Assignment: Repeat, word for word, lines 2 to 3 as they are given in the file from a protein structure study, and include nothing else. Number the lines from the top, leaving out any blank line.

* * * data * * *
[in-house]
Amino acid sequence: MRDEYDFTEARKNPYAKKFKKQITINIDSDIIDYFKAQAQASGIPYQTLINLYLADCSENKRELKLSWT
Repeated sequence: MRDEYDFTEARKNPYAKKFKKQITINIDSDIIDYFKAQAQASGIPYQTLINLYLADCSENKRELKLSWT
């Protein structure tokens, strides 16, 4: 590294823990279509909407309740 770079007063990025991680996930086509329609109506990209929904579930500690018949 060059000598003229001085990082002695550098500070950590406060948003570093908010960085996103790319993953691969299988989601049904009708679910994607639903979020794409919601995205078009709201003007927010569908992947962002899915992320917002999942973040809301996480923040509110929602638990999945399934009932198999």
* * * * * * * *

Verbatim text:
Amino acid sequence: MRDEYDFTEARKNPYAKKFKKQITINIDSDIIDYFKAQAQASGIPYQTLINLYLADCSENKRELKLSWT
Repeated sequence: MRDEYDFTEARKNPYAKKFKKQITINIDSDIIDYFKAQAQASGIPYQTLINLYLADCSENKRELKLSWT